Stocks surged on Tuesday as oil prices fell and Chinese stocks continued to decline. Sluggish bond yields also helped tech stocks.
In the midday trade, the
Dow Jones Industrial Average
increased by 351 points, or 1.1%, while
increased by 1.4%, and the
The real action was over in the commodity markets where the price of WTI crude oil fell about 6% to just under $97 a barrel. Oil prices are down sharply from the multi-year high of $130 reached earlier this month.
This removed a concern for market participants. Soaring oil prices – as markets see Western countries imposing restrictions on Russian oil in response to the country’s attacks on Ukraine – are worsening inflation and rapidly rising prices are hurting the consumer.
Also easing some tension: The 10-year Treasury yield, which finally stopped rising on Tuesday. It slipped 0.023 percentage points to 2.1%, although that was still up from the March 1 close of 1.72%. With the 10-year yield down slightly, tech stocks were able to regain some of their recent losses. Still, with long-term annual inflation expectations nearing 3%, many on Wall Street see yields rising, posing a continued threat to tech stocks.
It’s not necessarily a surprise, however, that the stock market at least avoided declines on Tuesday. The S&P 500 ended Monday just above the 4,170 level, where buyers have intervened aggressively twice this month to drive stocks higher.
“This level should be seen as a tipping point,” wrote Tom Essaye, founder of Sevens Report Research, meaning that if the index falls below this level, more pain could be on the way.
Elsewhere, the producer price index rose 10% year-on-year for the month of February. That didn’t move stocks much, as the markets had already digested that high inflation was here, as businesses passed on those higher costs to consumers. The result was in line with expectations and it was for a month that did not fully include changes in the supply and demand situation in Russia.
“Next month’s report will include the geopolitical shocks of the Russian invasion of the United States, so we expect volatility in the underlying data given the surge in commodity prices,” wrote economist Jeffrey Roach. Chief for LPL Financial.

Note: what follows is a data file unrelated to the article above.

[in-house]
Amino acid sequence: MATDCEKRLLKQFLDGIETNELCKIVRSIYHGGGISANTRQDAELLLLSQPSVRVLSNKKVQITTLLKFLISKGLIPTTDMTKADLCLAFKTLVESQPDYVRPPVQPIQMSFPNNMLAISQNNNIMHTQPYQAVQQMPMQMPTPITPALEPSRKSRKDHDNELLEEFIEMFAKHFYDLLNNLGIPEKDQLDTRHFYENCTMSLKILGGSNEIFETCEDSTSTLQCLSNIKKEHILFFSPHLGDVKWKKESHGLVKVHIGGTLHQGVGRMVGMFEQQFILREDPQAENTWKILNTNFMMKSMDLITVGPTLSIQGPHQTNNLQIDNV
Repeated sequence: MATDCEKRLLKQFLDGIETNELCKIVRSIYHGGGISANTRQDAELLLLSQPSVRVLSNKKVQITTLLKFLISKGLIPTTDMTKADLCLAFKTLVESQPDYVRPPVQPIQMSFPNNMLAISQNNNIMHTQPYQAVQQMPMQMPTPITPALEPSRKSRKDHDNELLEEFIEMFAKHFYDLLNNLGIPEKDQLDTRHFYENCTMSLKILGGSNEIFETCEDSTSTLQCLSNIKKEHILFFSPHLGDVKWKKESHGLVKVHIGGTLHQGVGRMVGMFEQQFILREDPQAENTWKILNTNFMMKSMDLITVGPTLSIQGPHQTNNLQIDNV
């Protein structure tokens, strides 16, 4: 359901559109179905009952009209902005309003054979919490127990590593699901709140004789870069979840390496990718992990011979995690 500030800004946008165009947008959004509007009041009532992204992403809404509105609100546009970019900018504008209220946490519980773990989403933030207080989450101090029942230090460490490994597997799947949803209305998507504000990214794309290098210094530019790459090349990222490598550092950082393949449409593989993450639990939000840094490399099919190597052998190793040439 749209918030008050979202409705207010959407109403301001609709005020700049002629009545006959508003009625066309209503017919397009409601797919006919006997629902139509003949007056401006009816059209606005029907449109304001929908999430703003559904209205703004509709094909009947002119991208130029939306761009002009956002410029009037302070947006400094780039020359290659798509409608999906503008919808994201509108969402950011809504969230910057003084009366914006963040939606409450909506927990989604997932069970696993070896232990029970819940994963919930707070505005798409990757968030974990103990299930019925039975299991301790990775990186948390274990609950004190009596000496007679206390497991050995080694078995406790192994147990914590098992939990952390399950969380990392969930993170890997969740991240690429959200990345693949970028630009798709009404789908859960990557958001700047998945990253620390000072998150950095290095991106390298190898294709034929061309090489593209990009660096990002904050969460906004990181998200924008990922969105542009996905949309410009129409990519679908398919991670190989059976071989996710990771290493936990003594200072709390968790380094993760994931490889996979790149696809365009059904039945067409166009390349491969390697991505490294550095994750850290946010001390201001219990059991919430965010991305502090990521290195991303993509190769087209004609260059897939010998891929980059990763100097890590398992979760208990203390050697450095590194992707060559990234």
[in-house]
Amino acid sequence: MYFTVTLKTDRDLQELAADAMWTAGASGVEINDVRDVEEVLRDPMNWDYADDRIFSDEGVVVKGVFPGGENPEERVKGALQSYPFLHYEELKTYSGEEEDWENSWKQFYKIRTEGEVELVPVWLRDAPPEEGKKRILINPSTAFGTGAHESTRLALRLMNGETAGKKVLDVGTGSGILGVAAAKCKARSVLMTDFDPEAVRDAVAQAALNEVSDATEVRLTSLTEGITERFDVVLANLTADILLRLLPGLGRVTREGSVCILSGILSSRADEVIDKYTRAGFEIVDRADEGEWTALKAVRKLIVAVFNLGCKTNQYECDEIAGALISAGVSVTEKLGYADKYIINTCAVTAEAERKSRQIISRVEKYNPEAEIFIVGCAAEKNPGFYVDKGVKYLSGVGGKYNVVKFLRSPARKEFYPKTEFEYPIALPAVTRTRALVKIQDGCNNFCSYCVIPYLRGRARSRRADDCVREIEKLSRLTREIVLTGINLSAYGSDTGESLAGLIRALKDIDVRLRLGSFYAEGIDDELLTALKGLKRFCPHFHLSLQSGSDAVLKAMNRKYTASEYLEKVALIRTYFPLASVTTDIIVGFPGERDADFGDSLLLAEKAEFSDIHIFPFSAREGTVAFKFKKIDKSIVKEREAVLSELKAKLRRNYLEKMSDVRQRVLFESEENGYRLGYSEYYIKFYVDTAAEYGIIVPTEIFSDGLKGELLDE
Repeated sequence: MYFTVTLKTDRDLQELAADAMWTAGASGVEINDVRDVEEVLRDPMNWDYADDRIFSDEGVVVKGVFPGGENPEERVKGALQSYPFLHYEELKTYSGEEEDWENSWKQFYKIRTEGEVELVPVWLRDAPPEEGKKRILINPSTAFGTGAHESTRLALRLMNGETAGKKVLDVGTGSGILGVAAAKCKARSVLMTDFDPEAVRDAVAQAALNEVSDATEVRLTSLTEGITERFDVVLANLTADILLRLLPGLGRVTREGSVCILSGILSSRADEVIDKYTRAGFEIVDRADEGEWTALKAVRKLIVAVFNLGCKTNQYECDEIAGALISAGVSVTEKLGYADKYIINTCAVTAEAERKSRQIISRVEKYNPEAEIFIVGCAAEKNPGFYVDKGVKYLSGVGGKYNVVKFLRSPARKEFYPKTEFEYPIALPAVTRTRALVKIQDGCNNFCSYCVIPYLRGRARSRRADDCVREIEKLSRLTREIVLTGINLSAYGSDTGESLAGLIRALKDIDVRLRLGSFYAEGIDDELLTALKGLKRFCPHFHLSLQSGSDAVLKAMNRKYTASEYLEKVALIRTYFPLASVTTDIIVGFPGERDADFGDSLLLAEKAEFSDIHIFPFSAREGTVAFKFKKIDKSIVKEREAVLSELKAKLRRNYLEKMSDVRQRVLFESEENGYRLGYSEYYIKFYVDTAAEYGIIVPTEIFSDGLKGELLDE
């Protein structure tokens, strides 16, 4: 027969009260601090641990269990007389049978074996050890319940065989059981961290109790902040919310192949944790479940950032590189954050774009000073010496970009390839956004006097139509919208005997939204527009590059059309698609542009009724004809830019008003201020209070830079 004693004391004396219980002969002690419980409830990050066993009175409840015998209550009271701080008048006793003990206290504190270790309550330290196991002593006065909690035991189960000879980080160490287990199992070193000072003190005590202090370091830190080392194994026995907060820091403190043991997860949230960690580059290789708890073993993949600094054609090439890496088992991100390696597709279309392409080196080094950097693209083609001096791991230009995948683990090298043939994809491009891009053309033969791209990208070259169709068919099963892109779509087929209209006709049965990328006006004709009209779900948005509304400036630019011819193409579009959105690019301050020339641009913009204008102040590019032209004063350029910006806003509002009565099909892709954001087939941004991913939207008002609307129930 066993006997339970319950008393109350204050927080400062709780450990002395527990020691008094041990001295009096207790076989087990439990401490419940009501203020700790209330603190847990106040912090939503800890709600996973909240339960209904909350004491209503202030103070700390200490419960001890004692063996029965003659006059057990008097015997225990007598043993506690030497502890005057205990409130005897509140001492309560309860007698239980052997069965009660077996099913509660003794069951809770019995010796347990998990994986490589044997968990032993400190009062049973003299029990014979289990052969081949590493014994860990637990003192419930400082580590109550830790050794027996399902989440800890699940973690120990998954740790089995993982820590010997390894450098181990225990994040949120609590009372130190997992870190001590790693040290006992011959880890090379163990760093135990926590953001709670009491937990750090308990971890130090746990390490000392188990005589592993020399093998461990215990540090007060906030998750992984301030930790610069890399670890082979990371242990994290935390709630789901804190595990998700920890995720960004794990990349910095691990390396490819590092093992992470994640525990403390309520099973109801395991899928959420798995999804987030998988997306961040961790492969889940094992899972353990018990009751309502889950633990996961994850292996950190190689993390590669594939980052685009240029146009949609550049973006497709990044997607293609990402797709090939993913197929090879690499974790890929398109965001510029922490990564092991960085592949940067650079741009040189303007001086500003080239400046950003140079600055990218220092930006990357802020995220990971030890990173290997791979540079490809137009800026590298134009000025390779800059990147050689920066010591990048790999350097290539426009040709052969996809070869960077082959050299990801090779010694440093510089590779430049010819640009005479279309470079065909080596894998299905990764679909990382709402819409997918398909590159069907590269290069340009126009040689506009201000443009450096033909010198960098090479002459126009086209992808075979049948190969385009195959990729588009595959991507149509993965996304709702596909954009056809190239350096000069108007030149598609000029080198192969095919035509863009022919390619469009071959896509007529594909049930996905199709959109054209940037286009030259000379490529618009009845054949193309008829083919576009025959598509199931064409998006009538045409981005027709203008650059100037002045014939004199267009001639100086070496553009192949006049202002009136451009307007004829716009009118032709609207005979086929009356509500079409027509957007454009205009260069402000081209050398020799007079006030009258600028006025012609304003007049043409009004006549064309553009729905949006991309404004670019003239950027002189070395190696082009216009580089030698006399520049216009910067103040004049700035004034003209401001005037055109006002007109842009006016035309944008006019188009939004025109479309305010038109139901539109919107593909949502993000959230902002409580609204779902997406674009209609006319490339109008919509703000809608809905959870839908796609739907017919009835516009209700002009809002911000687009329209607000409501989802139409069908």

Overall, inflation is not going anywhere anytime soon. “We see little in the report to change our view that broad-based inflation will continue into March and beyond,” wrote Citigroup economist Andrew Hollenhorst.
This puts the Federal Reserve in the center of attention. The central bank is expected to raise the benchmark policy rate by a quarter of a percentage point tomorrow. If it rises half a point, which the interest rate market suggests is only a 5% chance, stocks could fall.
The picture was more pessimistic overseas, where the pan-European
was 0.6% lower and that of Hong Kong
Hang Seng Index
fell 5.7%, the worst percentage day for the index since 2015.
In China, several strong economic data releases did little to halt sharp declines in Shanghai and Hong Kong. Industrial production, retail sales and capital investment all beat expectations, dispelling some fears of an economic slowdown in the world’s second-largest economy.
“That didn’t help China’s equity markets, however, which are down sharply again today after a rout yesterday,” said Jeffrey Halley, senior market analyst at Oanda. “There are a lot of storms blowing over China right now.”
Investors in China face concerns on several fronts: further Covid-19 shutdowns in industrial hubs; regulatory concerns affecting the US-listed country’s technology sector; fears that any Chinese military aid to Russia could lead to sanctions; and continued distress in the heavily indebted real estate sector.
Here are seven stocks in motion on Tuesday:
The rout in China continued to hit U.S.-listed tech stocks the hardest, with
(ticker: BABA) down 2% in the US, after falling 10.3% on Monday. Peer JD.com (JD) rose 6.8% after plunging 10.5% on Monday.
(DAL) increased by 7.9% and
(UAL) gained 7.8% after both companies raised their revenue forecasts. Delta said it now expects March quarter revenue to recover to 78% of the 2019 level, down from a previous forecast of 74%. United now expects revenue in the quarter to be near the upper end of its guidance range of 20% to 25% of Q1 2019 levels.
(COUP) fell 20% after the company reported earnings of 19 cents per share, better than estimates of 5 cents per share, on sales of $193 million, better than expectations of $186 million, but the company’s sales forecast missed analysts’ estimates.
Falling oil prices weighed on shares of major oil companies.
(XOM) fell 4.7%, with
(CVX) 4.7% in the red.
Write to Jack Denton at email@example.com and Jacob Sonenshine at firstname.lastname@example.org